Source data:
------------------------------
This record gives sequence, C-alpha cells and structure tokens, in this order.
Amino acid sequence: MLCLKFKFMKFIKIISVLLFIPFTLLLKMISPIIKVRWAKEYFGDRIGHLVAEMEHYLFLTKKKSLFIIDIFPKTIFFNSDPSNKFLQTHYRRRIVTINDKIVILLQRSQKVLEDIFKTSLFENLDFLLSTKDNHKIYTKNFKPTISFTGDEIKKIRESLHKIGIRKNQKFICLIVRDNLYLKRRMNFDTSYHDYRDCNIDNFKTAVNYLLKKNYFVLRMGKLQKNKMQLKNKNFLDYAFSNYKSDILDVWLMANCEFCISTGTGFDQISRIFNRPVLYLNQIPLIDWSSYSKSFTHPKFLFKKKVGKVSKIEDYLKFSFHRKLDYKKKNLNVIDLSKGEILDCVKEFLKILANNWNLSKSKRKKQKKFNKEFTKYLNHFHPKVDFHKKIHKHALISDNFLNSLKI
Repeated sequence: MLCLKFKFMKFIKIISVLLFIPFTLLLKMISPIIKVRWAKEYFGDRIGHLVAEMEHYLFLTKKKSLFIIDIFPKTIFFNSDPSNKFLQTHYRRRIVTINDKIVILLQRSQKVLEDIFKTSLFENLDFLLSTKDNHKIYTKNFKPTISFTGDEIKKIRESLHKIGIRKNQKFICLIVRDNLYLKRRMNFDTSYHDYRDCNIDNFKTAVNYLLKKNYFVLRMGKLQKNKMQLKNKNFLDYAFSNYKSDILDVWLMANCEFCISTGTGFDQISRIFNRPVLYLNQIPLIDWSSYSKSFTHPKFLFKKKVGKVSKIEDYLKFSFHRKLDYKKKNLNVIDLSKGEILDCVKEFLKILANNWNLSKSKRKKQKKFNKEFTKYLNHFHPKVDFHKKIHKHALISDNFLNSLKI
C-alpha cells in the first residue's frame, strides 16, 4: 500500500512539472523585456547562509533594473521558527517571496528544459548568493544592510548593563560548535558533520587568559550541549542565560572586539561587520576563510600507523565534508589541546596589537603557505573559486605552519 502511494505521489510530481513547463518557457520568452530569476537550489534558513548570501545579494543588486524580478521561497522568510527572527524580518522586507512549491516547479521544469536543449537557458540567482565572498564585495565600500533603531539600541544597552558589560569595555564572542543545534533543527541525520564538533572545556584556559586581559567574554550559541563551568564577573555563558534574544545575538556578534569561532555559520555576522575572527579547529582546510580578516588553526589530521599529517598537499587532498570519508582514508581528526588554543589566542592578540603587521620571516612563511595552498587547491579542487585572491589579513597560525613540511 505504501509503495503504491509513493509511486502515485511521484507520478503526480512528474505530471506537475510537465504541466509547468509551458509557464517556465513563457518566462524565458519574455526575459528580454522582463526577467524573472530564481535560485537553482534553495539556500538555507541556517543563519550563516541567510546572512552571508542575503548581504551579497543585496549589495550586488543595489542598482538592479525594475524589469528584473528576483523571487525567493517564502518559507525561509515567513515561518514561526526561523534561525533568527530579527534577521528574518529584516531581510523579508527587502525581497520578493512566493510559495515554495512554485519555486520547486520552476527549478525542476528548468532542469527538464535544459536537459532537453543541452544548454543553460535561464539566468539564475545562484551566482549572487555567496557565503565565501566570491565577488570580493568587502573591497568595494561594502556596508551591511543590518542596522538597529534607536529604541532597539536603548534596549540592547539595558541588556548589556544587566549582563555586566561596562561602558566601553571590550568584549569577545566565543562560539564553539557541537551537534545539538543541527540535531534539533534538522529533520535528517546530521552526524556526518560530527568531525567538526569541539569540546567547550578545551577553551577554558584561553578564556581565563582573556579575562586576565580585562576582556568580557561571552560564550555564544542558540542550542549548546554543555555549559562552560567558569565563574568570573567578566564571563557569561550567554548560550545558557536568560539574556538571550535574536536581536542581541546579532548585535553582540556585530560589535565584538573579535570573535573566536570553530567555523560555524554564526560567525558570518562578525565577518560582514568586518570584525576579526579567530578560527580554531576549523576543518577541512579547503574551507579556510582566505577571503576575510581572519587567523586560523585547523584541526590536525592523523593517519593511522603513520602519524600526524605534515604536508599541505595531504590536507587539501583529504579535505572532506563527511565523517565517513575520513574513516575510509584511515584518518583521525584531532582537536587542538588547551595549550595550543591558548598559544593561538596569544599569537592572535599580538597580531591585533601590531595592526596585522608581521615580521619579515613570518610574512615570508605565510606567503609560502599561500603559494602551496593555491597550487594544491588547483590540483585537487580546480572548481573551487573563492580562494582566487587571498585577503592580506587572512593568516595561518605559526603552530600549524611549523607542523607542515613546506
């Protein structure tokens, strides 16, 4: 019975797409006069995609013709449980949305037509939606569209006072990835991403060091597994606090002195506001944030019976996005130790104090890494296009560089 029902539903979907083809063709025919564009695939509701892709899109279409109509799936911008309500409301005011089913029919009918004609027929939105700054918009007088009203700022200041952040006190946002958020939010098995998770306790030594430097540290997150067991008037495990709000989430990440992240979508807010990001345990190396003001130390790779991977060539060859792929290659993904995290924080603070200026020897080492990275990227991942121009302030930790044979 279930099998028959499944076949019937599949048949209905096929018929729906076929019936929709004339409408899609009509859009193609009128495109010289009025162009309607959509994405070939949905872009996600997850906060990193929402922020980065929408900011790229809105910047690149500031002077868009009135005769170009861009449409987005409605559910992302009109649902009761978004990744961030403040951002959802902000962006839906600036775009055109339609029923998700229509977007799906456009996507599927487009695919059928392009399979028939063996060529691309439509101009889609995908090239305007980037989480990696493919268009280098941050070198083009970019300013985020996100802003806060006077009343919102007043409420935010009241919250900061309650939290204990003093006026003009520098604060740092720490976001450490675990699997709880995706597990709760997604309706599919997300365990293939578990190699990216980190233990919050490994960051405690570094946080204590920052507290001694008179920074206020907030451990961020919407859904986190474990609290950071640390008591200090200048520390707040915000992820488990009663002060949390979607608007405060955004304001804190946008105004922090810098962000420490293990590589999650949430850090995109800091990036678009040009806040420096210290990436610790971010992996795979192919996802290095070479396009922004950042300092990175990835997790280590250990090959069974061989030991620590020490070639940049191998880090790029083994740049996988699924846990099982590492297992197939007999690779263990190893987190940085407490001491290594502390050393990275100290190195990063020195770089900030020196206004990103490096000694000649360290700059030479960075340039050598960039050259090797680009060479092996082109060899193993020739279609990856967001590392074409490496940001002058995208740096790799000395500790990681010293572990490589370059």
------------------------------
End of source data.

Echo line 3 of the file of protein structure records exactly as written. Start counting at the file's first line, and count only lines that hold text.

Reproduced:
Repeated sequence: MLCLKFKFMKFIKIISVLLFIPFTLLLKMISPIIKVRWAKEYFGDRIGHLVAEMEHYLFLTKKKSLFIIDIFPKTIFFNSDPSNKFLQTHYRRRIVTINDKIVILLQRSQKVLEDIFKTSLFENLDFLLSTKDNHKIYTKNFKPTISFTGDEIKKIRESLHKIGIRKNQKFICLIVRDNLYLKRRMNFDTSYHDYRDCNIDNFKTAVNYLLKKNYFVLRMGKLQKNKMQLKNKNFLDYAFSNYKSDILDVWLMANCEFCISTGTGFDQISRIFNRPVLYLNQIPLIDWSSYSKSFTHPKFLFKKKVGKVSKIEDYLKFSFHRKLDYKKKNLNVIDLSKGEILDCVKEFLKILANNWNLSKSKRKKQKKFNKEFTKYLNHFHPKVDFHKKIHKHALISDNFLNSLKI